Ok, so maybe Americans do like happy talk. That, anyway, is what the pundits and the pols (including a former president) have been telling President Obama ever since his relatively somber inaugural address—lighten up, fella, let’s hear more of that ‘yes we can’ talk!
As widely noted, President Obama responded to these concerns, including with some “made-for-applause” lines in his address to Congress. “We will rebuild, we will recover, and the United States of America will emerge stronger than before,” he assured his listeners. “…We are a nation that has seen promise amid peril and claimed opportunity from ordeal.” Etc.
Instant polling appeared to confirm the predicted positive response. The CBS News/Knowledge Networks poll, for a fast example, found that, among its sample of speech watchers (38 percent Democrats, 26 percent Republicans and 36 percent independents) an overwhelming 80 percent said they approved of the president’s plan for dealing with the economic crisis. Prior to the speech, 63 percent approved.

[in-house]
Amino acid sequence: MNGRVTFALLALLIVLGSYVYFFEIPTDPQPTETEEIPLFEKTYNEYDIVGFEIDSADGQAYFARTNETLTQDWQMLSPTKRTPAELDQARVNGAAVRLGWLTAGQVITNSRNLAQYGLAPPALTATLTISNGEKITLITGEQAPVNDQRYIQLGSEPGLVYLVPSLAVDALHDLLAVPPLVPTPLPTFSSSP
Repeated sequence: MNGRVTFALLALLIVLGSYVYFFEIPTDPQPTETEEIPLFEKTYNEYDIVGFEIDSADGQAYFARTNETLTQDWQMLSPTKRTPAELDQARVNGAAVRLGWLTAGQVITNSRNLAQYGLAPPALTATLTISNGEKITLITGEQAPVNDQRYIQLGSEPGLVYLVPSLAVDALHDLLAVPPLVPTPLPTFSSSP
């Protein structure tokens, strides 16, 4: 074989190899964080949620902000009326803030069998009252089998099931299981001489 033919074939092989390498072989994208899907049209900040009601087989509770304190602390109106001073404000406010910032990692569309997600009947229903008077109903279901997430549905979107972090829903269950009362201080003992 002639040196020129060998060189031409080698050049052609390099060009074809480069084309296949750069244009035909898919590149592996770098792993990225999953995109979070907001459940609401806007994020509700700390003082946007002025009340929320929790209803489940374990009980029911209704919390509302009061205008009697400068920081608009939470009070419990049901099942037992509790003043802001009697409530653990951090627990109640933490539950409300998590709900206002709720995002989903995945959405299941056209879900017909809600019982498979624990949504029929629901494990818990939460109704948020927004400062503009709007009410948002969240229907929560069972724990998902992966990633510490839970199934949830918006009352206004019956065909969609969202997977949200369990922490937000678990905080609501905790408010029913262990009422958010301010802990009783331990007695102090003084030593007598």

Still, unwilling to abandon the tough-minded, fact-based approach that characterized the opening weeks of his presidency, Obama administered an even larger dose of downers: “None of this will come without cost, nor will it be easy.” Etc.
“He attempted to be the grown-up in the room, willing to accept responsibility and prodding others to do the same,” observed the Washington Post’s Steven Pearlstein. But do Americans really want to be governed by a grown-up—especially one who goes so far as to admit that “My budget does not attempt to solve every problem or address every issue.”?
Remember how the press and the public beat up on Jimmy Carter when he worried about a “crisis of confidence” infecting the nation? Didn’t the country breathe a collective sigh of relief when Ronald Reagan exuded optimism from the bully pulpit? Since then, such boosterism seems almost a matter of course. As the Atlantic’s Andrew Sullivan put it, “What was a necessary pep-talk in the 1980s from Reagan became calcified into a dogma that verges on national self-idolatry.”